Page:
DETROIT (AP) — Hundreds of thousands of Michigan residents remained without power Monday after a weekend ice storm blacked out at least 482,000 homes and businesses, made driving hazardous and may have caused a jetliner with 180 people on board to slide off a taxiway at Detroit Metropolitan Airport.
The wintry blast hit Saturday night, and three of the state's largest utilities said about 314,000 of their customers remained without service Monday afternoon.
The utilities said it would be days before most power is restored because of the difficulty of working around ice-broken lines. Clinton and Genesee county authorities were among those who opened shelters for residents without power or heat.
DTE Energy Co. said that work was underway to restore service to 88,000 blacked-out customers Monday afternoon out of about 150,000 affected since the storms hit.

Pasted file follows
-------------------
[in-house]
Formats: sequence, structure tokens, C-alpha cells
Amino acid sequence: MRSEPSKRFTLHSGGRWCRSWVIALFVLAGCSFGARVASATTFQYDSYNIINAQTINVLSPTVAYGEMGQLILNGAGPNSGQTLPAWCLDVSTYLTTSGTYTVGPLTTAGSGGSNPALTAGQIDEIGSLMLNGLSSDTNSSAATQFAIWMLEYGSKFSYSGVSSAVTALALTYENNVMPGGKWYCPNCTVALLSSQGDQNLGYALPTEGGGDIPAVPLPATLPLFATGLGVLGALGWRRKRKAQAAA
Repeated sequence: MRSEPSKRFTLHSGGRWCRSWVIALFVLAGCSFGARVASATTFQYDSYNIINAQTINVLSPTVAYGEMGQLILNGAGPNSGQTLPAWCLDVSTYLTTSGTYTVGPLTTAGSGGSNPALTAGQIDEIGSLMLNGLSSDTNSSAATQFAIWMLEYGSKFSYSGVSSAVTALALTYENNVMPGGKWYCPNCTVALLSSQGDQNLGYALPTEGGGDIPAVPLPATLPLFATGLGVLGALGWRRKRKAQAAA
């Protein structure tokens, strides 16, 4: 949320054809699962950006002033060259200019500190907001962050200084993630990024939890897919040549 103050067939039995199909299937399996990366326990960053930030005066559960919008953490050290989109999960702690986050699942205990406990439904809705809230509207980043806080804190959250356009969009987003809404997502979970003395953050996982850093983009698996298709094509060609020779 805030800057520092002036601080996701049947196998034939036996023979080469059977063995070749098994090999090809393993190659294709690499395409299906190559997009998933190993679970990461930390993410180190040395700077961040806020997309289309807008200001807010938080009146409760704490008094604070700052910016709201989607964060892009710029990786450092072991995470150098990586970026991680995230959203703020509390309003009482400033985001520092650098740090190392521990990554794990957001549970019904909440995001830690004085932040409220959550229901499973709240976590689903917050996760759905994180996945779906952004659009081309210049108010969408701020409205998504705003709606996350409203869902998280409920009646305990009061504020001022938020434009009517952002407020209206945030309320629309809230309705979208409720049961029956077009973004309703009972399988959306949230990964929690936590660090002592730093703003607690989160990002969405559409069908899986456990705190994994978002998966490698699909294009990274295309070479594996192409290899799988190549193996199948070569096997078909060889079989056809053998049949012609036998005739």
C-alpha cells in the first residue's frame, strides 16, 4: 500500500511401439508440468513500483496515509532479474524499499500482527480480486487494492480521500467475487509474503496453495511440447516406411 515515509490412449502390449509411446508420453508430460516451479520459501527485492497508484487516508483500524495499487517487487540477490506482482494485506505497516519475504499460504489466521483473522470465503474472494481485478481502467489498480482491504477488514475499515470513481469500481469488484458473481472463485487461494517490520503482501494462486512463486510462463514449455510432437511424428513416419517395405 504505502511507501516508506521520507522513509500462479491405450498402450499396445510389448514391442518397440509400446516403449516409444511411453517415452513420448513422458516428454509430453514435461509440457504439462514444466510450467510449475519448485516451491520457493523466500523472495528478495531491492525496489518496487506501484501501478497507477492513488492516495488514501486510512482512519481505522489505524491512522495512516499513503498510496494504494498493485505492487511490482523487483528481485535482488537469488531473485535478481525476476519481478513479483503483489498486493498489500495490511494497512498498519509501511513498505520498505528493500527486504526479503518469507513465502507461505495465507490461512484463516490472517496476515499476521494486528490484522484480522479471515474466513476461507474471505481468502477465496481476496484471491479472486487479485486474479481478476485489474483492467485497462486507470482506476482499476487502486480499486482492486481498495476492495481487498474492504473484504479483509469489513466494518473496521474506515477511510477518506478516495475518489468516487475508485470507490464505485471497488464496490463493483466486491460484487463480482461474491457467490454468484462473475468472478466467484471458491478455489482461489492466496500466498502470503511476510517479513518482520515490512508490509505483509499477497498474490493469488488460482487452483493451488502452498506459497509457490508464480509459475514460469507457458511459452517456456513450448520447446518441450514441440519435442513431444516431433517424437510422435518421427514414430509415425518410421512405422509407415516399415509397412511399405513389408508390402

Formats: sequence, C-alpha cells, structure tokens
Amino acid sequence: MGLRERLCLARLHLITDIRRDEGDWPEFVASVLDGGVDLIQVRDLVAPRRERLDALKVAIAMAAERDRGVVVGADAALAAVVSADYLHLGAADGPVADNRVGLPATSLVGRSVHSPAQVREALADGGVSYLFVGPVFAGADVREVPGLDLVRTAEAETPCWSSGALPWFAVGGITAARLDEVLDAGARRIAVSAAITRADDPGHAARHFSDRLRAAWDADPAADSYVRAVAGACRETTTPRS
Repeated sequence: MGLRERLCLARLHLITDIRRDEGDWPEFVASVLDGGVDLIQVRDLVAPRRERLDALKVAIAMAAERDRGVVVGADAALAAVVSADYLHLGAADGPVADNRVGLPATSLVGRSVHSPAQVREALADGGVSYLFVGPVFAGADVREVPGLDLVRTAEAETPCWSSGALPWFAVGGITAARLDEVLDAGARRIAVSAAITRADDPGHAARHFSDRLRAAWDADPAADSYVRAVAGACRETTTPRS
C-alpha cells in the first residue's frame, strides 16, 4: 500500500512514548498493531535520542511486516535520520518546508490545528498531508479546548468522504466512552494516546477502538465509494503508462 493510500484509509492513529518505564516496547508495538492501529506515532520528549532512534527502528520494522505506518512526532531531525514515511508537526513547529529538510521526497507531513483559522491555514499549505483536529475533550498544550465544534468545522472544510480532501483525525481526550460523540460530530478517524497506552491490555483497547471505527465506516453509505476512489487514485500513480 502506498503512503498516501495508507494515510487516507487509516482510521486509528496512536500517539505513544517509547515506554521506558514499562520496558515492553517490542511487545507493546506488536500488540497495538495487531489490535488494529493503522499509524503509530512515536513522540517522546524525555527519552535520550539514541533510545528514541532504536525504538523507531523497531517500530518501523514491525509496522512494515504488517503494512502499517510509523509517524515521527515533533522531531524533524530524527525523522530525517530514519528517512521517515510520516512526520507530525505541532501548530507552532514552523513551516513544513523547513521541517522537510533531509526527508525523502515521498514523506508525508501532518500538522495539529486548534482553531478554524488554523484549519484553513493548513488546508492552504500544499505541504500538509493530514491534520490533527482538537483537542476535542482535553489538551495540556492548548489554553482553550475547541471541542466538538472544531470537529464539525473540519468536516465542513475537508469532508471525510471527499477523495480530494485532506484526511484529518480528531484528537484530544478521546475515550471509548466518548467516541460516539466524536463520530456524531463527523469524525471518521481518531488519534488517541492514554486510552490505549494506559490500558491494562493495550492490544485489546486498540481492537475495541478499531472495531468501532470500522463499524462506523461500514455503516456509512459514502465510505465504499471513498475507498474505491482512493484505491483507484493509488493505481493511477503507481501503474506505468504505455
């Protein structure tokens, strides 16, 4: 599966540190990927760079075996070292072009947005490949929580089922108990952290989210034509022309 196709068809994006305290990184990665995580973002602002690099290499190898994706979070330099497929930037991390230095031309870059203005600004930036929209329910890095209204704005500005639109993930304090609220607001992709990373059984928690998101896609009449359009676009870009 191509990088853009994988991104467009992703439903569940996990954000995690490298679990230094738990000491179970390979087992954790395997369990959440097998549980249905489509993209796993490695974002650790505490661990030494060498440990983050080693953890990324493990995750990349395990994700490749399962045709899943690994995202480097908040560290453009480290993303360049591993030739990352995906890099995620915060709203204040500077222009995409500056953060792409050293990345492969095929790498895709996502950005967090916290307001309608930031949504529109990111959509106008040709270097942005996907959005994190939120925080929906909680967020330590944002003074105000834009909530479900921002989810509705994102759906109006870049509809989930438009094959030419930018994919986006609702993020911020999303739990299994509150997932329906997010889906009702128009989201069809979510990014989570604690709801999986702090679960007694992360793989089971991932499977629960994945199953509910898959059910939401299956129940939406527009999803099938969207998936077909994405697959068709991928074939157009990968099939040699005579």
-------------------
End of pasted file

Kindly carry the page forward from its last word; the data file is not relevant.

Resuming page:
"Crews are working 16-hour shifts around the clock to restore power," DTE Energy spokeswoman Erica Donerson said in an email. "Nearly 400 linemen from utilities in West Virginia, Indiana, Ohio and Georgia are assisting with restoration efforts."
CMS Energy Corp. said that 297,000 of its Consumers Energy unit's power customers were affected, and 196,000 remained off line at 4:30 p.m. Monday.
"We know this is a difficult time for our customers, but we want them to know we are pouring as many resources as possible into this effort," said CMS Energy's president for energy delivery, Mary Palkovich.
In Lansing, about 35,000 customers of the city's power company lost service, and about 30,000 remain off line Monday, the Lansing State Journal reported.
Marie Christensen of Genesee County's Thetford Township told MLive.com that she and her husband, Hans, were preparing to host the family for Christmas when the power went out. She said she has been told it may be after the holiday before the lights come back on.